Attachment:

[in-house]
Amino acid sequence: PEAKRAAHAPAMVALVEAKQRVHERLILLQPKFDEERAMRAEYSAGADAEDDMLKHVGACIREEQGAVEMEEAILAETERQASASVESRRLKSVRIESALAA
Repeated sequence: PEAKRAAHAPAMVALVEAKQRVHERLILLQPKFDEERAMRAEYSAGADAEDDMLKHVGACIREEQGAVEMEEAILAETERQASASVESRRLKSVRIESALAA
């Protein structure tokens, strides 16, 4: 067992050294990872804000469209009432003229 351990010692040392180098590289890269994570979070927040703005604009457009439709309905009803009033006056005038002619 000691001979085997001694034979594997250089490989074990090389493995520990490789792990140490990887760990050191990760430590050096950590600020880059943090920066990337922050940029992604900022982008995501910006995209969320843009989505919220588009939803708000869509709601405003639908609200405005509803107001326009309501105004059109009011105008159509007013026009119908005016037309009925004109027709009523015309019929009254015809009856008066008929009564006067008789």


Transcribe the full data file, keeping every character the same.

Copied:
[in-house]
Amino acid sequence: PEAKRAAHAPAMVALVEAKQRVHERLILLQPKFDEERAMRAEYSAGADAEDDMLKHVGACIREEQGAVEMEEAILAETERQASASVESRRLKSVRIESALAA
Repeated sequence: PEAKRAAHAPAMVALVEAKQRVHERLILLQPKFDEERAMRAEYSAGADAEDDMLKHVGACIREEQGAVEMEEAILAETERQASASVESRRLKSVRIESALAA
């Protein structure tokens, strides 16, 4: 067992050294990872804000469209009432003229 351990010692040392180098590289890269994570979070927040703005604009457009439709309905009803009033006056005038002619 000691001979085997001694034979594997250089490989074990090389493995520990490789792990140490990887760990050191990760430590050096950590600020880059943090920066990337922050940029992604900022982008995501910006995209969320843009989505919220588009939803708000869509709601405003639908609200405005509803107001326009309501105004059109009011105008159509007013026009119908005016037309009925004109027709009523015309019929009254015809009856008066008929009564006067008789």